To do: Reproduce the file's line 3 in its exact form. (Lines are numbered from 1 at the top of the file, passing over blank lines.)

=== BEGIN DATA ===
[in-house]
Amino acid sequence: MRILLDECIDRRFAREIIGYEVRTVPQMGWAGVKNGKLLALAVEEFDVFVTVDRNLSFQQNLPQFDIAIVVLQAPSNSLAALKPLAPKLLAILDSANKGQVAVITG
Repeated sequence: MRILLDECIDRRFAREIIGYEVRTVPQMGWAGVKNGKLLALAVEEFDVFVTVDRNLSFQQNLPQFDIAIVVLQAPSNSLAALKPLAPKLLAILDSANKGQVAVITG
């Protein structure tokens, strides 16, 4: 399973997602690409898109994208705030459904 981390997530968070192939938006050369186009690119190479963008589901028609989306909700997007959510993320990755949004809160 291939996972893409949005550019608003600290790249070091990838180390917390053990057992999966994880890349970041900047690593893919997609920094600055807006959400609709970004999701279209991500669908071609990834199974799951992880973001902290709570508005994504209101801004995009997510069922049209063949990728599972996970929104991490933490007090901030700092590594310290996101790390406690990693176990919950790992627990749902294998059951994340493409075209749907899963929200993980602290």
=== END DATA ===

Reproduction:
Repeated sequence: MRILLDECIDRRFAREIIGYEVRTVPQMGWAGVKNGKLLALAVEEFDVFVTVDRNLSFQQNLPQFDIAIVVLQAPSNSLAALKPLAPKLLAILDSANKGQVAVITG